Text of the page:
One Account From A Nextdoor Neighborhood Lead
Hey There, Robert.
Thought I’d reply because I have some personal experience in regards to your questions.
I started my neighborhood in the DC Metro area on Next Door and acquired Lead status because of the number of people I signed up.
When my Homeowner’s association decided to come on board, they asked for Lead status and I granted it to one them after cross-correlating with names on the HOA website. They were able to make the rest of the HOA board Leads as well. (That’s all it takes to become a lead… pretty little actually but they do have social “skin in the game” because they are known in the neighborhood by face and name).
Anyone joining does have a real address tied to their name. Similar to 2-step authentication with Text messaging, Nextdoor mails a postcard to new users and expects a code to be verified to ensure you live where you say you do.
The Womens' March
There was an incident recently around a post describing logistical details on the Womens’ March in DC and a very inflammatory voice spoke up to label and attack. I found out because some people used the report feature on comments and I was called upon to moderate along with other leads. They have a nice voting system for that. Quick and easy.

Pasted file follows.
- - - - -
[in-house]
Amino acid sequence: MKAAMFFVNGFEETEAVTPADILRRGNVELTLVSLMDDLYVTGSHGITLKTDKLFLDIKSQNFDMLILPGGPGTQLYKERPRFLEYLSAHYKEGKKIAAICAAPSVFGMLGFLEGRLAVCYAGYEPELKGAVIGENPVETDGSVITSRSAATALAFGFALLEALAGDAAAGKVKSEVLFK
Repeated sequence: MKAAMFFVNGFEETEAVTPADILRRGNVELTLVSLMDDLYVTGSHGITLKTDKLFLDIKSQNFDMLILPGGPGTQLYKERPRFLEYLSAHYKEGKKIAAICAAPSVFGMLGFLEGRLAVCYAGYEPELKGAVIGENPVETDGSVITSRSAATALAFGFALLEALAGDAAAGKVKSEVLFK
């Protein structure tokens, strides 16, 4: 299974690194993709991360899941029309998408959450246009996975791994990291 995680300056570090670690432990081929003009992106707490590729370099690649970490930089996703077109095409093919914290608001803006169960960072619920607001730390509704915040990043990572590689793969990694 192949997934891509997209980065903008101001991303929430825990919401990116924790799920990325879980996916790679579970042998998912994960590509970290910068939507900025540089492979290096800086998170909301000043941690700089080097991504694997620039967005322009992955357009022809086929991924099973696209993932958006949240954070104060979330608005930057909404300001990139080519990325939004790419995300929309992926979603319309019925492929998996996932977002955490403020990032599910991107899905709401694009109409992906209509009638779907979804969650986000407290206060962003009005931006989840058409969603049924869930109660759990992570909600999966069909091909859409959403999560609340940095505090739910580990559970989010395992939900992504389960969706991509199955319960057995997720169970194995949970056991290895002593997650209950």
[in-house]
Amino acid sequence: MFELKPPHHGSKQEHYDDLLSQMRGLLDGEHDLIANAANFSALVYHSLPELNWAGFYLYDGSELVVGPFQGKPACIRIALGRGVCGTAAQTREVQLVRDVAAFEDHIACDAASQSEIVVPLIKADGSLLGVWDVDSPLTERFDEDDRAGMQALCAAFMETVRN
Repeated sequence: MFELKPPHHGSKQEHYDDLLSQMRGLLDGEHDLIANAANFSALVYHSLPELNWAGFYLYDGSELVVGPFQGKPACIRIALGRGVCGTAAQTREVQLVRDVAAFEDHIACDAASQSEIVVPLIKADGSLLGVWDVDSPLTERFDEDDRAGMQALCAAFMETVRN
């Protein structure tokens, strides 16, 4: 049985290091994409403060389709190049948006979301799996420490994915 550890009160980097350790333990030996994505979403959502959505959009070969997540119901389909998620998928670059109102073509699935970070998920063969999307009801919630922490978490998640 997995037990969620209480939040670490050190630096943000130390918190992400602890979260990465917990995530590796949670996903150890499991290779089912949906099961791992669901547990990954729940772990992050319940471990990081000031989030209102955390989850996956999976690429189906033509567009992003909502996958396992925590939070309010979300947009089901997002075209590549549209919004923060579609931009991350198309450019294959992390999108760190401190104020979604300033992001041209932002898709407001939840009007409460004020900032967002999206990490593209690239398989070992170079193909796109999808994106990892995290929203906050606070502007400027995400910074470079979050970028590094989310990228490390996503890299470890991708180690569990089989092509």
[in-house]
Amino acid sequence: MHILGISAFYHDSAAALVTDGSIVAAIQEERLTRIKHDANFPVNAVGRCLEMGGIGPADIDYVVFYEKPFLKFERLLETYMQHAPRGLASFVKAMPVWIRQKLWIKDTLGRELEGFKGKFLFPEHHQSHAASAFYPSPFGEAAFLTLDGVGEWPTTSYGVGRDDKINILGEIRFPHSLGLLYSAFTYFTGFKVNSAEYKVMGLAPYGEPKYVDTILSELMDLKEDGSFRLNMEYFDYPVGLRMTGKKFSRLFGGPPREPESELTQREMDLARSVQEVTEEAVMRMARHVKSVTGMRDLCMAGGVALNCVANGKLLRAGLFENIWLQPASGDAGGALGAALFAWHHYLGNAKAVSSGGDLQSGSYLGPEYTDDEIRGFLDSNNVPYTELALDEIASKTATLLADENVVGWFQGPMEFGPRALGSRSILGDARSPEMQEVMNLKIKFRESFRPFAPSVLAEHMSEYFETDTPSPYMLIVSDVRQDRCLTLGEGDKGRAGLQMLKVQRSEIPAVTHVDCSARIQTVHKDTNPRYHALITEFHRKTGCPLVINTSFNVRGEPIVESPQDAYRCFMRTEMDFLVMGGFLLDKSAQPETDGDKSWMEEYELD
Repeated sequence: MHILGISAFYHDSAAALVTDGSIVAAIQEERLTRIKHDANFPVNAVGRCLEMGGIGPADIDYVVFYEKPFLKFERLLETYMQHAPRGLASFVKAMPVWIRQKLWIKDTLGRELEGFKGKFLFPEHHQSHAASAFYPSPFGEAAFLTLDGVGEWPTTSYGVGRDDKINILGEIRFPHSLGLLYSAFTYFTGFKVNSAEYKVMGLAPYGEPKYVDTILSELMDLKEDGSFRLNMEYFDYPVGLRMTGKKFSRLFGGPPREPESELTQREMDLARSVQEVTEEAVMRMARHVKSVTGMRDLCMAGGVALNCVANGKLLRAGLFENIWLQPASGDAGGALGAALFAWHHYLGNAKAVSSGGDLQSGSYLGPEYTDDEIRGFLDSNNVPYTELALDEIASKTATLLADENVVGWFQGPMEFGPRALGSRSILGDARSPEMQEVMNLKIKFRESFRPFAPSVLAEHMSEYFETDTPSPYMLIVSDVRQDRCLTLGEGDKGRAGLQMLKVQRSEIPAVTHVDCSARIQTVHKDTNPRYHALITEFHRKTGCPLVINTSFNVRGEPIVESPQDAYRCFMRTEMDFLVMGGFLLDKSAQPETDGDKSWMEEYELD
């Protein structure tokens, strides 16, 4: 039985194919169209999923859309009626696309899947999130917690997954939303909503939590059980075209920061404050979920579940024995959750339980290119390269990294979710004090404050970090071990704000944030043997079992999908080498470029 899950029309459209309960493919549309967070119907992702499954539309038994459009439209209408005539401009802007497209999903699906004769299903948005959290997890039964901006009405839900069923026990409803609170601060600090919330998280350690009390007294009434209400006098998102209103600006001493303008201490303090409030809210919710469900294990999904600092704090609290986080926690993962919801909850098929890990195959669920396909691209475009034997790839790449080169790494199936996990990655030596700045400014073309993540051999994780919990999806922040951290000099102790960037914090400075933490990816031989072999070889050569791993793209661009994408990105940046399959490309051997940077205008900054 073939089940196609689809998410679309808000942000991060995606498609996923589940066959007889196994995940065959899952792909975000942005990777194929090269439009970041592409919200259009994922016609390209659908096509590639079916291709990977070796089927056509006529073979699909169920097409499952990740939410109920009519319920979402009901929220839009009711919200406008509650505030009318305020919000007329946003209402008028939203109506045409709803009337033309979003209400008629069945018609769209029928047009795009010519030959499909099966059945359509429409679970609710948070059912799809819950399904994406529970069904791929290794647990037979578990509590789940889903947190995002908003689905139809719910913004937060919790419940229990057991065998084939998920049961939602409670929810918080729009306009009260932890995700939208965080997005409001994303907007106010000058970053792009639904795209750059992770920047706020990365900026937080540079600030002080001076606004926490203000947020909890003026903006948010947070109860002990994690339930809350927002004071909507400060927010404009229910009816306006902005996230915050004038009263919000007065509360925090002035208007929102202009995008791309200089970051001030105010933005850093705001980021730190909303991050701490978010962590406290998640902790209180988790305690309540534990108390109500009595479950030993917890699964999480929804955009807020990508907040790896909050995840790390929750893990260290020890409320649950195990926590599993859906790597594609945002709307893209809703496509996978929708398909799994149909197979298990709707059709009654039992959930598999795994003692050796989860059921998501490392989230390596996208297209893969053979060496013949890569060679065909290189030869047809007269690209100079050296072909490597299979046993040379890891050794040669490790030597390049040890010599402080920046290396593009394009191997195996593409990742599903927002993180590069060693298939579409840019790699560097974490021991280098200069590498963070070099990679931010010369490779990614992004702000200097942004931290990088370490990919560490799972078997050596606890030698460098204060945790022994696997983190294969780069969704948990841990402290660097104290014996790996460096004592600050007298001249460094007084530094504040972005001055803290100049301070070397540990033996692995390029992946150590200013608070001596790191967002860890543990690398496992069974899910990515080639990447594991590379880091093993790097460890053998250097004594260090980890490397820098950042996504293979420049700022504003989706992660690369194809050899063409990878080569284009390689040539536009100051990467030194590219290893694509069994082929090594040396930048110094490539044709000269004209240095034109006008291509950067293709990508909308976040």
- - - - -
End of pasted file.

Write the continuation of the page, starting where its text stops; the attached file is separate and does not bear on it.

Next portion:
The offender was a Lead also, from some other neighborhood and I engaged her in private messaging asking her to use her better leadership skills but she replied with more hateful hyperbole.
That was too bad. I ended up using the report tool on her and provided verbatim text of our exchanges to support my case. Nextdoor did not tell me what has become of the offender but I have not heard from her since.
As an aside, I just remembered that I had written a blog post about one aspect of the incident on Medium — Tolerance:
(You’ll have to pardon my tone, I was pretty pissed off that anyone would have the nerve… I don’t often refer to people as “Idiot User”.)
No Training… Just “Skin In the Game”
I have been through no training hosted by Nextdoor. And really, I don’t think diversity training is nearly as effective as “skin in the game”.
I have skin in the game because, for no reason that anyone can see, I started a local online community with my neighbors. I’m glad its there and I feel a responsibility to ensure it doesn’t become a cesspool of trolling and bullying.
Sure, other people will have different reasons for starting their neighborhoods but, on average, I think you can consistently get really good people with good intentions and a penchant for action through the process of voluntary self-selection… provided that being a Lead isn’t a timesuck.
For me to hear about their thoughtful design and user engagement is consistent with my experiences with being a Lead on the site. They don’t suck at this.